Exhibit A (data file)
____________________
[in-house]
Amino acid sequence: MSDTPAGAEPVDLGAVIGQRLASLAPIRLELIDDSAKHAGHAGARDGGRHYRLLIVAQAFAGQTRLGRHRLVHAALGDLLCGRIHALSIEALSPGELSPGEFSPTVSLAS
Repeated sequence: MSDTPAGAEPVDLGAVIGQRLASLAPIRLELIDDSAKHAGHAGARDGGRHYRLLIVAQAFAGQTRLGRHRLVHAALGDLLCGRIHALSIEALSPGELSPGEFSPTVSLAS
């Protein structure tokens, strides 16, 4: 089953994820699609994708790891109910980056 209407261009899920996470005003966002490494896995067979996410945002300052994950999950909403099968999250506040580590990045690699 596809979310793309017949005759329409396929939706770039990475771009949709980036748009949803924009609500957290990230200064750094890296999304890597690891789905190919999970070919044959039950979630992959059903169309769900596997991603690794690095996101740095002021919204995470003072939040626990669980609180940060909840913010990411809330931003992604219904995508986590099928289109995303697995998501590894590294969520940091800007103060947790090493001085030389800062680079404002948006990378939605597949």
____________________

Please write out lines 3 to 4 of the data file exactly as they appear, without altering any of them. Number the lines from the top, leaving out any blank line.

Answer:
Repeated sequence: MSDTPAGAEPVDLGAVIGQRLASLAPIRLELIDDSAKHAGHAGARDGGRHYRLLIVAQAFAGQTRLGRHRLVHAALGDLLCGRIHALSIEALSPGELSPGEFSPTVSLAS
């Protein structure tokens, strides 16, 4: 089953994820699609994708790891109910980056 209407261009899920996470005003966002490494896995067979996410945002300052994950999950909403099968999250506040580590990045690699 596809979310793309017949005759329409396929939706770039990475771009949709980036748009949803924009609500957290990230200064750094890296999304890597690891789905190919999970070919044959039950979630992959059903169309769900596997991603690794690095996101740095002021919204995470003072939040626990669980609180940060909840913010990411809330931003992604219904995508986590099928289109995303697995998501590894590294969520940091800007103060947790090493001085030389800062680079404002948006990378939605597949």